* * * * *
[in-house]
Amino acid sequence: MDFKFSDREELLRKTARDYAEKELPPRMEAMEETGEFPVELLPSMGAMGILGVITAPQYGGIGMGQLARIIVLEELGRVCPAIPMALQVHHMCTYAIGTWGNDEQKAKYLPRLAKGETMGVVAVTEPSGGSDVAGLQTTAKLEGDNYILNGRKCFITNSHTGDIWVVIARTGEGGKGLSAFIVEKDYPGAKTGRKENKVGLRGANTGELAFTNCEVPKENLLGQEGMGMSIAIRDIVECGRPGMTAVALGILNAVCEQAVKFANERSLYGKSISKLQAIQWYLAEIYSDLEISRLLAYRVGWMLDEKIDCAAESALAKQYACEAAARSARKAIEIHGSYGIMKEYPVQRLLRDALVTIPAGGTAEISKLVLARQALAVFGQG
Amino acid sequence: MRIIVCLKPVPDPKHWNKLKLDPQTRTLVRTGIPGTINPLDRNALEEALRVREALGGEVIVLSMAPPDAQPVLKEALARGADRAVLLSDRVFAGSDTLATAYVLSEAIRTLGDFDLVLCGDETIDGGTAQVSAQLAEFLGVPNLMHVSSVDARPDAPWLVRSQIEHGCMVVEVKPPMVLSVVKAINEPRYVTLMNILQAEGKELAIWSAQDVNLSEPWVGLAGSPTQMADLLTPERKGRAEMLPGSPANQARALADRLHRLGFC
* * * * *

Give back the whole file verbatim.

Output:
[in-house]
Amino acid sequence: MDFKFSDREELLRKTARDYAEKELPPRMEAMEETGEFPVELLPSMGAMGILGVITAPQYGGIGMGQLARIIVLEELGRVCPAIPMALQVHHMCTYAIGTWGNDEQKAKYLPRLAKGETMGVVAVTEPSGGSDVAGLQTTAKLEGDNYILNGRKCFITNSHTGDIWVVIARTGEGGKGLSAFIVEKDYPGAKTGRKENKVGLRGANTGELAFTNCEVPKENLLGQEGMGMSIAIRDIVECGRPGMTAVALGILNAVCEQAVKFANERSLYGKSISKLQAIQWYLAEIYSDLEISRLLAYRVGWMLDEKIDCAAESALAKQYACEAAARSARKAIEIHGSYGIMKEYPVQRLLRDALVTIPAGGTAEISKLVLARQALAVFGQG
Amino acid sequence: MRIIVCLKPVPDPKHWNKLKLDPQTRTLVRTGIPGTINPLDRNALEEALRVREALGGEVIVLSMAPPDAQPVLKEALARGADRAVLLSDRVFAGSDTLATAYVLSEAIRTLGDFDLVLCGDETIDGGTAQVSAQLAEFLGVPNLMHVSSVDARPDAPWLVRSQIEHGCMVVEVKPPMVLSVVKAINEPRYVTLMNILQAEGKELAIWSAQDVNLSEPWVGLAGSPTQMADLLTPERKGRAEMLPGSPANQARALADRLHRLGFC